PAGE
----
# Visualize Pascal's triangle and other triangle shaped lists

How can Pascal's triangle be visualised like this in Mathematica? Or more generally, how can a 'triangular' list like

{{1},{1, 1}, {1, 2, 1}}


be visualized in this way.

Also I would like to do 'conditional things' like colouring the number two red.

• We're out of red. Can we make it blue, please? Aug 28, 2012 at 13:57
• But should Pascal's triangle be displayed like that, with each row center-aligned -- or would it be better to have all the rows left-aligned? In the latter form, it's often easier to calculate with it. That's an old insight by Ken Iverson; see, e.g.: jsoftware.com/jwiki/Essays/Pascal's%20Triangle Aug 28, 2012 at 15:08

Here is another way:

pascalTriangle[n_] :=
NestList[{1, Sequence @@ Plus @@@ Partition[#, 2, 1], 1} &, {1},
n - 1];

Column[Grid[{#}, ItemSize -> 3] & /@ (pascalTriangle /.
x_Integer :>
Text[Style[x, Large, If[x == 2, Red, Black]]]), Center] t = Table[Binomial[n, k], {n, 0, 8}, {k, 0, n}]

(*out *)
{{1}, {1, 1}, {1, 2, 1}, {1, 3, 3, 1}, {1, 4, 6, 4, 1}, {1, 5, 10, 10, 5, 1},
{1, 6, 15, 20, 15, 6, 1}, {1, 7, 21, 35, 35, 21, 7, 1}, {1, 8, 28, 56, 70, 56, 28, 8, 1}}


You can format the list as a matrix:

MatrixForm[t] You can insert tabs between the items and print each row, literally as a Row, in a grid.

{Row[#, "\t"]} & /@ t // Grid By using Row, we are sending Grid one item for each gridrow. (If Row were not employed, Grid would treat each item of a sublist as requiring its own column. That will lead to a triangle skewed from left to right. )

Here are a couple of ideas on how to style the 2 as large and red. The following will make any entry of 2 red (it will not color the 2 in 20).

t1 = Table[Binomial[n, k], {n, 0, 8}, {k, 0, n}] /. {2 -> Style[2, Red, 18]} You may then format t1 as a matrix or as a grid.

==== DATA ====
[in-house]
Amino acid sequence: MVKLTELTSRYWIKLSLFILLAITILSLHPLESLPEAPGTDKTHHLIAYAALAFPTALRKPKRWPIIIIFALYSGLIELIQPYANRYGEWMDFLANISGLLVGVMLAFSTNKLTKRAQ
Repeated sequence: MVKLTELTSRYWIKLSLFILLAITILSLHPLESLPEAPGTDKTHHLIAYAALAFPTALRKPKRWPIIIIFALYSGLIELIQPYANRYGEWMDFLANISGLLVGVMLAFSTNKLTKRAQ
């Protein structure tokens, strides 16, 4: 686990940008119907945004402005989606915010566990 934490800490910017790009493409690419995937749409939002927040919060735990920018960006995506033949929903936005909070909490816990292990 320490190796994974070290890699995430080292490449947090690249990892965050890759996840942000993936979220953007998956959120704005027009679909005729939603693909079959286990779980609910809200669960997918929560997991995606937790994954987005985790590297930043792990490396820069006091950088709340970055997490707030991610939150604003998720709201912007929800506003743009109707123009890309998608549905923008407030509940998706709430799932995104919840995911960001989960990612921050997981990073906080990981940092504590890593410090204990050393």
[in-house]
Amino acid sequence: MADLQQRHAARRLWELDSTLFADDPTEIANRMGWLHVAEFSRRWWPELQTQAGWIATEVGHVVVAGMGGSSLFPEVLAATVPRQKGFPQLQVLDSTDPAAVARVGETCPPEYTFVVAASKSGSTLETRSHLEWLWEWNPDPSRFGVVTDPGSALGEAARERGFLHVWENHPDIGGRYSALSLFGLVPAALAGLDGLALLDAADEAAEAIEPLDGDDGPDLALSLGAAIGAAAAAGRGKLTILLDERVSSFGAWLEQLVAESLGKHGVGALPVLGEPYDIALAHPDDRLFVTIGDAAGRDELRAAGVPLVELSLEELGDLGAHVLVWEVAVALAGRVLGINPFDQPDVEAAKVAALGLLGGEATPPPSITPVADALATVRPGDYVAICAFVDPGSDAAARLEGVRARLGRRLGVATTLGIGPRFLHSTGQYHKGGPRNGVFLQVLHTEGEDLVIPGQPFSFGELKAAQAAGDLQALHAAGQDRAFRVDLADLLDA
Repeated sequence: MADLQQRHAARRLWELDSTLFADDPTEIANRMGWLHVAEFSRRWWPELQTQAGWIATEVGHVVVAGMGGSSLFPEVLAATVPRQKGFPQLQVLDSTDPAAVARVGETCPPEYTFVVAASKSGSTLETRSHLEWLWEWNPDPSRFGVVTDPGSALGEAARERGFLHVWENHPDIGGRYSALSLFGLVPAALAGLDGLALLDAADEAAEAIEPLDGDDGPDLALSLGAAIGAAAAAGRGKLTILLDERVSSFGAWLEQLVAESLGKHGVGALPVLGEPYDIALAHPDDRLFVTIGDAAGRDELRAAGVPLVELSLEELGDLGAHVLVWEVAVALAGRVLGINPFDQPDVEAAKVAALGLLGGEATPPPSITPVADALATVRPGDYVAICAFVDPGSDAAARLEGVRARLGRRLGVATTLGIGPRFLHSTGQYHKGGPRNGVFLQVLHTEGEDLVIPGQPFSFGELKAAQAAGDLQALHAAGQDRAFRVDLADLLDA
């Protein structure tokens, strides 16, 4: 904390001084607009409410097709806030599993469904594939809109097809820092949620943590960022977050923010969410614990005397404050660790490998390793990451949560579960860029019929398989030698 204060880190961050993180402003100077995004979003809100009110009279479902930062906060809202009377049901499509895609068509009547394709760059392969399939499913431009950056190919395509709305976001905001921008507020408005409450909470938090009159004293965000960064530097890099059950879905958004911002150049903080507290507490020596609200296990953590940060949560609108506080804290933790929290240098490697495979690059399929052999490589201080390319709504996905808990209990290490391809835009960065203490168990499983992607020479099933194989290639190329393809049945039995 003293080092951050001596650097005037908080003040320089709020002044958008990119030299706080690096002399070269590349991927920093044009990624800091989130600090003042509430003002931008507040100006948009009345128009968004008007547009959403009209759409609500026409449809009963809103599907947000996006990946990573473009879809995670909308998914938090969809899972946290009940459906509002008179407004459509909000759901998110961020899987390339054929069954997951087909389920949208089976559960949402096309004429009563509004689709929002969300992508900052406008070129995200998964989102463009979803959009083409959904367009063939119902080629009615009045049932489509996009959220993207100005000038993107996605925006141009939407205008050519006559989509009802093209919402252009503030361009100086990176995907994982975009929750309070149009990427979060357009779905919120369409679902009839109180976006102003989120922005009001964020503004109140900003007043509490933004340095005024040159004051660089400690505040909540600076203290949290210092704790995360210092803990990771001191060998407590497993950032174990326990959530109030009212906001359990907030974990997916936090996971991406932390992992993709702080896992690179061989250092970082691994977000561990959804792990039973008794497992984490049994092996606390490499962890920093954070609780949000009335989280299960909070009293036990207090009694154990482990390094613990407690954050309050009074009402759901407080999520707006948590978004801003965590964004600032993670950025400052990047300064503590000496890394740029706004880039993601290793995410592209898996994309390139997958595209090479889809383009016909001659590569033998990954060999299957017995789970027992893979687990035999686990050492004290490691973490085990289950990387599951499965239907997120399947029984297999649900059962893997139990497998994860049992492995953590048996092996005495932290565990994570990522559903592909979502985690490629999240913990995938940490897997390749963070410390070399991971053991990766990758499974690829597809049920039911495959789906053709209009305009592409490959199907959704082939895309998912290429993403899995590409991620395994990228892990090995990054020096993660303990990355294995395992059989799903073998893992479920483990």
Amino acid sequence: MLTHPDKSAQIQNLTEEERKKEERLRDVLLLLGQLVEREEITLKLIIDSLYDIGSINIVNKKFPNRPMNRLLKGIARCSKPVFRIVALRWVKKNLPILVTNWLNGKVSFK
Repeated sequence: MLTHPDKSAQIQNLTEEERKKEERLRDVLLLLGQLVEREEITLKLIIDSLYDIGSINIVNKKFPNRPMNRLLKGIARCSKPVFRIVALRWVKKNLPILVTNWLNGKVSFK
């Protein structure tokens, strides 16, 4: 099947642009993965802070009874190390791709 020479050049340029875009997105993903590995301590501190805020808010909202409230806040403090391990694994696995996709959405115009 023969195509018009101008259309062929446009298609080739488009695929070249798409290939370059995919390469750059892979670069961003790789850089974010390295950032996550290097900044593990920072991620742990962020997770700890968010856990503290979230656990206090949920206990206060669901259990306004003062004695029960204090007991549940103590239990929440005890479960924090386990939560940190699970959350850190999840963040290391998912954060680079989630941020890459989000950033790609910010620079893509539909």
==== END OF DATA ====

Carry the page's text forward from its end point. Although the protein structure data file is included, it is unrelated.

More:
The following makes the 2 in the center of a sublist with 3 elements red. It's not necessary to do this because 2 only shows up once in Pascal's triangle. But you get the idea...

t2 = Table[Binomial[n, k], {n, 0, 8}, {k, 0, n}] /. {a_, 2, c_} :> {a, Style[2, Red, 18], c}

• Thank you. From your examples I learned a lot.
– sjdh
Aug 28, 2012 at 15:06
• Glad to be of help. Aug 28, 2012 at 15:09

My modest attempt:

With[{n = 7},
Graphics[Table[Text[Style[Binomial[n - j, n - i], Large], {Sqrt (i - j/2), 3 j/2}],
{i, n}, {j, i}]]] Here's a more general function:

triangularArrayLayout[triArray_List, opts___] := Module[{n = Length[triArray]},
Graphics[MapIndexed[
Text[Style[#1, Large], {Sqrt (n - 1 + #2.{-1, 2}), 3 (n - First[#2] + 1)}/2] &,
triArray, {2}], opts]]


Use it on the Stirling subset numbers $\left\{{n \atop k}\right\}$:

triangularArrayLayout[Table[StirlingS2[n, k], {n, 0, 5}, {k, 0, n}]] • How can I control the horizontal spacing between elements within a row here? (I tried using this method for something else and everything worked fine except the entries are quite cramped). Dec 3, 2012 at 20:47
• @John, tweaking ImageSize might help here. Apr 15, 2013 at 17:35